Biden’s turning point

Monday was arguably a turning point in the U.S. fight to tame the coronavirus, which has infected and killed more Americans than citizens of any other country on the planet. Desperate to right its botched pandemic response and slow a calamitous death toll, the federal government claimed almost all of the first several hundred million vaccine doses produced on its soil. That approach, begun under the last administration, set the stage for President Joe Biden to advance one of the most successful domestic vaccination efforts in the world. But it also fueled inequities between nations that can produce their own shots and those that cannot, and left the world vulnerable to ever-more variants of Covid-19 that could one day circumvent existing drugs. But now, with infections and demand for shots declining in many parts of the U.S., the White House turned its attention outward. Biden plans to send an additional 20 million doses of U.S. vaccines abroad by the end of June, including, for the first time shots that have been authorized for domestic use. Here is the latest on the pandemic.  David E. Rovella

Bloomberg is tracking the progress of coronavirus vaccines while mapping the pandemic globally and across America

Here are today’s top stories  

The U.S. Supreme Court will consider gutting the constitutional right of American women to seek an abortion, agreeing to hear Mississippi’s bid to ban the procedure in almost all cases after 15 weeks of pregnancy. The move suggests the court’s six-member Republican-appointed majority could be ready to roll back the landmark 1973 Roe v. Wade ruling, which legalized abortion nationwide. The clash will be its first abortion case since the controversial, last-minute appointment of conservative Associate Justice Amy Coney Barrett in the weeks before the 2020 election.

It’s a Wall Street nightmare. You score hundreds of millions of dollars on a trade and you just can’t get paid. That’s what Goldman Sachs faces in a transaction pitting it against Mexico’s dominant power company, one championed by President Andres Manuel Lopez Obrador. At issue: roughly $400 million the Wall Street giant believes it’s owed from a natural-gas trade that went wild when a deadly deep freeze hit Texas in February.

Biden says he wants to de-escalate the violence between Israel and Hamas in Gaza, but the White House is resisting global calls for a cease-fire and Israeli leader Benjamin Netanyahu says he’s not done yet. Hamas meanwhile continues to fire rockets into Israel. The conflict, triggered in part by the threatened removal of Palestinians from their longtime homes, has killed more than 200 people, with the victims mostly Palestinians and reportedly including dozens of children. (Israel also destroyed a building housing international journalists, including the Associated Press and Al Jazeera). Turkey’s Recep Tayyip Erdogan criticized what he described as Biden’s support for Israel’s military campaign in the Gaza Strip, further straining ties with the U.S.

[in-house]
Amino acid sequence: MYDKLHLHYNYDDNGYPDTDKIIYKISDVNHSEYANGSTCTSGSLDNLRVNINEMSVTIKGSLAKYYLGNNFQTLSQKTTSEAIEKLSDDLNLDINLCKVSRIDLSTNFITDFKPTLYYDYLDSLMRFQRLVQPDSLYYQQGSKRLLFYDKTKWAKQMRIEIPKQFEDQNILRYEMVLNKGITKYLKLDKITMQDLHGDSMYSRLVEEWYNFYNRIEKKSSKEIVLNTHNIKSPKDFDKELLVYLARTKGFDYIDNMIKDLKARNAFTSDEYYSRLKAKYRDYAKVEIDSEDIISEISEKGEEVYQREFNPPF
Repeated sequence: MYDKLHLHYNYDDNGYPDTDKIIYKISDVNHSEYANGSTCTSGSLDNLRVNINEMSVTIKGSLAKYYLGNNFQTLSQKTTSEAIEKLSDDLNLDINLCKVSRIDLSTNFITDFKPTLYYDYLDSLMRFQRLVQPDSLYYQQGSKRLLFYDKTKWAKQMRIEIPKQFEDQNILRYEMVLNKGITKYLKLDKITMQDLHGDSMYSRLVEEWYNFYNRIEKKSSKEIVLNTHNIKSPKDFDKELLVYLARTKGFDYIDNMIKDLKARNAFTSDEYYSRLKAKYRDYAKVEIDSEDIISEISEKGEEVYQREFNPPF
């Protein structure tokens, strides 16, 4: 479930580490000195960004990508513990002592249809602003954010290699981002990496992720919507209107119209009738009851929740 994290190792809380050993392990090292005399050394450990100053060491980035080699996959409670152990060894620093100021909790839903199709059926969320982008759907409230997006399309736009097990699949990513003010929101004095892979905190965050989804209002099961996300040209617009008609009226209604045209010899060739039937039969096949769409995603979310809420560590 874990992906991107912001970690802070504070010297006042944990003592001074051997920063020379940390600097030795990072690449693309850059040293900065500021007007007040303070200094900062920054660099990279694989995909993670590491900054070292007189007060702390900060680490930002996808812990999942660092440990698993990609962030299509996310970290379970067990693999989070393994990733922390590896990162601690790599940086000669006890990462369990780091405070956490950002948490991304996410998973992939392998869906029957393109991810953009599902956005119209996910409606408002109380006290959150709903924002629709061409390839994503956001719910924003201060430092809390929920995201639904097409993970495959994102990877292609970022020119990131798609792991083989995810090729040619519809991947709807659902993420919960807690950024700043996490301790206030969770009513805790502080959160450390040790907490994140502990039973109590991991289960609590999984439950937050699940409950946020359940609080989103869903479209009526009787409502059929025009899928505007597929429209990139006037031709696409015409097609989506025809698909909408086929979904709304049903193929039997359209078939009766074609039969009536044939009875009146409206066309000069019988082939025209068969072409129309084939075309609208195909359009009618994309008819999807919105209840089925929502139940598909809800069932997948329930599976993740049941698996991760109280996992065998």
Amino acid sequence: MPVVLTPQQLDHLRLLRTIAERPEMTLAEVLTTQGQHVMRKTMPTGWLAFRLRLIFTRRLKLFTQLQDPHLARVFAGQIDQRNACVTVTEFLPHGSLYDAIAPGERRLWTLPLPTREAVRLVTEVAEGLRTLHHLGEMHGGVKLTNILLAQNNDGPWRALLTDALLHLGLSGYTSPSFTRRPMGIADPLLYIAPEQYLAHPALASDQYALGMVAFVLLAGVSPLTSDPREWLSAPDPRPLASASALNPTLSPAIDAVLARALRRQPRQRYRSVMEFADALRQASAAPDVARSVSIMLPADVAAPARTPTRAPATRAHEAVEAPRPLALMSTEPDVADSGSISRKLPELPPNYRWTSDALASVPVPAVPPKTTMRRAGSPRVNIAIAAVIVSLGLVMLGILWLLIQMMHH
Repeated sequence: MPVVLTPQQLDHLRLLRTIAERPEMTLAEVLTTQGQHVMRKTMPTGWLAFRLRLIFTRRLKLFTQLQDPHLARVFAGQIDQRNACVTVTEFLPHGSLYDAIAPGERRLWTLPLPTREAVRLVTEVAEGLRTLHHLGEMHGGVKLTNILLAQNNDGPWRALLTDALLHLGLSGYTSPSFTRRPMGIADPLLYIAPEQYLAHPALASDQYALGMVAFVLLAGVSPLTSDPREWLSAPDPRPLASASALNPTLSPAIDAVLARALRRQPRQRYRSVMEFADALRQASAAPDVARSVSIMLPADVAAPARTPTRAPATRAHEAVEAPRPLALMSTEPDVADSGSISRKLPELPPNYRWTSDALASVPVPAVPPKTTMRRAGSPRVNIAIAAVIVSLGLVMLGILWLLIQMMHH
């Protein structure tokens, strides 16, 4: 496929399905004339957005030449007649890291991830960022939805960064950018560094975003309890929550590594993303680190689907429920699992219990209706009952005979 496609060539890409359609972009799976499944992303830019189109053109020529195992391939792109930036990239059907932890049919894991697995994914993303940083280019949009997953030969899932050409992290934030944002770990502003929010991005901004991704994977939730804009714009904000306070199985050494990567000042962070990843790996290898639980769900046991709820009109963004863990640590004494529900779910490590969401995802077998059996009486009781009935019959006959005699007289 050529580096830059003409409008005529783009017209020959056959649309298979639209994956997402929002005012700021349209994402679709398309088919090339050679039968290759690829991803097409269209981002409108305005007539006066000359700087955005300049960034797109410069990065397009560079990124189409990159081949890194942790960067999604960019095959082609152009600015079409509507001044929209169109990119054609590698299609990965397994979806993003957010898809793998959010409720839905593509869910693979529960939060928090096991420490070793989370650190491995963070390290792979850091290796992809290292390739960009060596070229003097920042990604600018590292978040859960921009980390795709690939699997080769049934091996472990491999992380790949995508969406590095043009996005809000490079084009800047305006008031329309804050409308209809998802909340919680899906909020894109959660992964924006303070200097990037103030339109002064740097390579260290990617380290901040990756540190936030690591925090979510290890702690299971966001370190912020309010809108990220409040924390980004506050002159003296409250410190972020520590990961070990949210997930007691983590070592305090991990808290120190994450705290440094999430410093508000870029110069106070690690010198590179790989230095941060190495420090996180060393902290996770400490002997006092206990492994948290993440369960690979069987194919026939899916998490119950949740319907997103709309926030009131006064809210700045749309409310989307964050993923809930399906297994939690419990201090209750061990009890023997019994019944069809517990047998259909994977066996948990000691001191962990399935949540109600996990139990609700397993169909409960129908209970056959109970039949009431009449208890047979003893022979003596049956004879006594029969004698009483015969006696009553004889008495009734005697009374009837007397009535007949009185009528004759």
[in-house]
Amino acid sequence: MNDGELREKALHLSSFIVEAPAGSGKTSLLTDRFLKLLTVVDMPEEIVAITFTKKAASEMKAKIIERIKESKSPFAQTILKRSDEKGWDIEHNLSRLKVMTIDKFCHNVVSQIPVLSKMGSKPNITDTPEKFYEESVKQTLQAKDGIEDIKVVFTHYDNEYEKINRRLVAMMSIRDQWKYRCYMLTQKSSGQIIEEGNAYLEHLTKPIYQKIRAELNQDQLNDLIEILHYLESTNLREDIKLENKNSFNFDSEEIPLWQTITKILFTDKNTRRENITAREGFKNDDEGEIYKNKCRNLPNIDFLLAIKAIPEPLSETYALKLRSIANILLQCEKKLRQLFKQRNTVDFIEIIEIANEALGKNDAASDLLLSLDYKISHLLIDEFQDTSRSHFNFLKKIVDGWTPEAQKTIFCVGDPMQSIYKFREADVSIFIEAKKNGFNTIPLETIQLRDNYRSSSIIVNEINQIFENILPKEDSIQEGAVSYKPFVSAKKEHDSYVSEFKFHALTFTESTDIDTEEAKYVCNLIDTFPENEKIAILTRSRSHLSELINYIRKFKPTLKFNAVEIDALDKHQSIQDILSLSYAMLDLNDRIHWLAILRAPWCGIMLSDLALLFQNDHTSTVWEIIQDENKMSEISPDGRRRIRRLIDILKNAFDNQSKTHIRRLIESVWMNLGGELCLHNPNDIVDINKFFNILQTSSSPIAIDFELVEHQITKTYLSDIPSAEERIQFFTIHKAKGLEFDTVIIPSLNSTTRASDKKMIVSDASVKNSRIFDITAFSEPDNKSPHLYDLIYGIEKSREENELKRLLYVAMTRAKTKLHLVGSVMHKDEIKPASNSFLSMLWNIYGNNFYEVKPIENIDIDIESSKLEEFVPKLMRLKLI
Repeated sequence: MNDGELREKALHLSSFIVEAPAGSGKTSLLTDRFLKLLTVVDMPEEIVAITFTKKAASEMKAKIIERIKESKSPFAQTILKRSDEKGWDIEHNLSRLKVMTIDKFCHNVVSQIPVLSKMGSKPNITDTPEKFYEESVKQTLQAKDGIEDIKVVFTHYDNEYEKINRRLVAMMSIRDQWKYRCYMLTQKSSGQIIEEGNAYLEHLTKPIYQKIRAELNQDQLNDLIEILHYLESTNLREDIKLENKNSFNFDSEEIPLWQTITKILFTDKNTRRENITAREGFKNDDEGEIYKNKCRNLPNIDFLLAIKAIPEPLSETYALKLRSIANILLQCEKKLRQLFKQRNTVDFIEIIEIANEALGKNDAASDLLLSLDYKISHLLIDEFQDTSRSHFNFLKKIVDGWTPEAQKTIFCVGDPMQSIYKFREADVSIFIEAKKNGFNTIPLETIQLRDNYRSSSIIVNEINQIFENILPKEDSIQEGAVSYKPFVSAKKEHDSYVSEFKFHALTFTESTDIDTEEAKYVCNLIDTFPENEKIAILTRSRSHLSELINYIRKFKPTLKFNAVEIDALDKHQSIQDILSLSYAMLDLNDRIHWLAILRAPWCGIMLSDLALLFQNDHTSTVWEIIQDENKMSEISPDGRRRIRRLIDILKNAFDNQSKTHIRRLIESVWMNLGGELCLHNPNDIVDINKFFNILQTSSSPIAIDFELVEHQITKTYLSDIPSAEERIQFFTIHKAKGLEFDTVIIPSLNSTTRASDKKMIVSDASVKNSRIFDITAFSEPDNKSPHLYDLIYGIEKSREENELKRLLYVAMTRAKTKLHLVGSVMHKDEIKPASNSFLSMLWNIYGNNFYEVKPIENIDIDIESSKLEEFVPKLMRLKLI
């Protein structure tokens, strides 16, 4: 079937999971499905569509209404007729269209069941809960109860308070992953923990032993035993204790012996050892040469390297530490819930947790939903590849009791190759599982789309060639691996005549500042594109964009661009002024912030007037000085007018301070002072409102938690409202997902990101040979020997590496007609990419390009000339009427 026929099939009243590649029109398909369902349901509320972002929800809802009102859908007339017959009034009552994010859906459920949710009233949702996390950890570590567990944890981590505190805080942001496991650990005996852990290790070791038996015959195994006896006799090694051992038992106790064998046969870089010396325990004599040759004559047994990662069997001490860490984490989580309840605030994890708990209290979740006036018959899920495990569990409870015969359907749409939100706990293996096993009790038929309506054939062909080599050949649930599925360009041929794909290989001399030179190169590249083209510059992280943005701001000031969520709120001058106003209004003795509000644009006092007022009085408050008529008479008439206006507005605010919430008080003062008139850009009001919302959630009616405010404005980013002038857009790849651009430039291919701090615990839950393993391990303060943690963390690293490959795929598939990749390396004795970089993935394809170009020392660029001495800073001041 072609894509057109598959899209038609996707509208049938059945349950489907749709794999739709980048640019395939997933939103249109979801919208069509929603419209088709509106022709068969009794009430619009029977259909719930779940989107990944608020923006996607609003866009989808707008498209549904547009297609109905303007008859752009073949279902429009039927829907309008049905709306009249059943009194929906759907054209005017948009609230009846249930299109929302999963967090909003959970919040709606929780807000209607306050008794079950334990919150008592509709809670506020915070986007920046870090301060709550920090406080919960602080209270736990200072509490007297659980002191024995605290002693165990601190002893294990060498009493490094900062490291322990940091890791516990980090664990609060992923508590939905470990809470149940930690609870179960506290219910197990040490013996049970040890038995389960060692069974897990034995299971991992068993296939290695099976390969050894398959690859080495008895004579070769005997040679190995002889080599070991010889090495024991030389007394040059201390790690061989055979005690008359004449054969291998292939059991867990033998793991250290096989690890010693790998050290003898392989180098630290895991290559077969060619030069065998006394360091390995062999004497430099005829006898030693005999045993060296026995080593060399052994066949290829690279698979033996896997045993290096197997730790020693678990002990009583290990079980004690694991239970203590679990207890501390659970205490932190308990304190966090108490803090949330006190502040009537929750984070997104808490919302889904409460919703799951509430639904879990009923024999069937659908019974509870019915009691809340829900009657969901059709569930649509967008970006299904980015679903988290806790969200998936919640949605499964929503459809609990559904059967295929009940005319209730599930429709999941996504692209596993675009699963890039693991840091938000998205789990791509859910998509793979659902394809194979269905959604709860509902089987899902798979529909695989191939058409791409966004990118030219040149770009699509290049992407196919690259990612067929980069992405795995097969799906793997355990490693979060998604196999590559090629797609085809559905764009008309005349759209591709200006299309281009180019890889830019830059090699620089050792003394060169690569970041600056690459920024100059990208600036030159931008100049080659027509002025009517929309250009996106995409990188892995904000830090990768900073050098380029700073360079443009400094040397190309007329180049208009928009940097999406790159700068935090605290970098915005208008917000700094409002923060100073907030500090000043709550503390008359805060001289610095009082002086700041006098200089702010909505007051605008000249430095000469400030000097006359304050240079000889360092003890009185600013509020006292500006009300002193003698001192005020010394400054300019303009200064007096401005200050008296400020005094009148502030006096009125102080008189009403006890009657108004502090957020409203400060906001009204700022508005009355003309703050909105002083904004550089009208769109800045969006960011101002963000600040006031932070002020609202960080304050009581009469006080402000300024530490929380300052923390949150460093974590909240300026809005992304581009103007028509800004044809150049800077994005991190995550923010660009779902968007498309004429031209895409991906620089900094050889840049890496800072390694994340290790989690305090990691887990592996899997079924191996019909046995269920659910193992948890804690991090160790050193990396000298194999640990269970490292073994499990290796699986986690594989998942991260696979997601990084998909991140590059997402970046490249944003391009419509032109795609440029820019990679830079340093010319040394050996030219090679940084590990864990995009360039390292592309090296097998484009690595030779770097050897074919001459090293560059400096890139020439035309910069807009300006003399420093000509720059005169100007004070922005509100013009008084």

The Jala Tower, housing international media outlets in Gaza City, was hit by an Israeli air strike on May 15 and then collapsed. Israel says it has evidence Hamas operated inside the tower, but has yet to make it public. Photographer: Mahmud Hams/AFP

First Verizon. Now AT&T. Two telecom giants have just called it quits on owning distribution and media assets. Earlier this month, Verizon agreed to sell its media division to Apollo Global Management for $5 billion, a move that kicked a few famous 20th century names (AOL and Yahoo) to the curb. Now, AT&T followed along with a plan to spin off its media business and merge it with Discovery. What happened to the ostensibly perfect synergy of owning and distributing media? This is what happened.

The terms were frightening: A $5,000 loan with payments due every few weeks with annualized rates as high as—wait for it—589%. Despite the pandemic, charging galactic interest is de rigueur for these U.S. lenders, who have been raking in record profits while America suffered a public health catastrophe.

The pandemic is also burnishing California’s reputation for costly housing. Home prices in the state shot past $800,000 for the first time in April. The new median value of $813,980 is up 34% from a year earlier, when lockdowns mostly froze the housing market.

Bank of America joined the network created by Paxos Trust to settle stock trades in minutes rather than days by using blockchain, the latest sign of Wall Street’s growing adoption of the technology.

What you’ll need to know tomorrow 

These Wall Street Veterans Are Heading Home

Compared with Manhattan, it might sound to your average banker like a 9,929-mile ticket to nowhere. And yet here was Catherine McCormack, trading a plum job at Goldman Sachs in New York for a finance job back home in Australia. That might seem like a career-killer, but McCormack says the pros outweigh the cons in a world crippled by the lasting impact of the pandemic. And she’s not the only one headed back to Oz, either.

Bondi Beach in Sydney, Australia, on Dec. 7 Photographer: Lisa Maree Williams/Bloomberg

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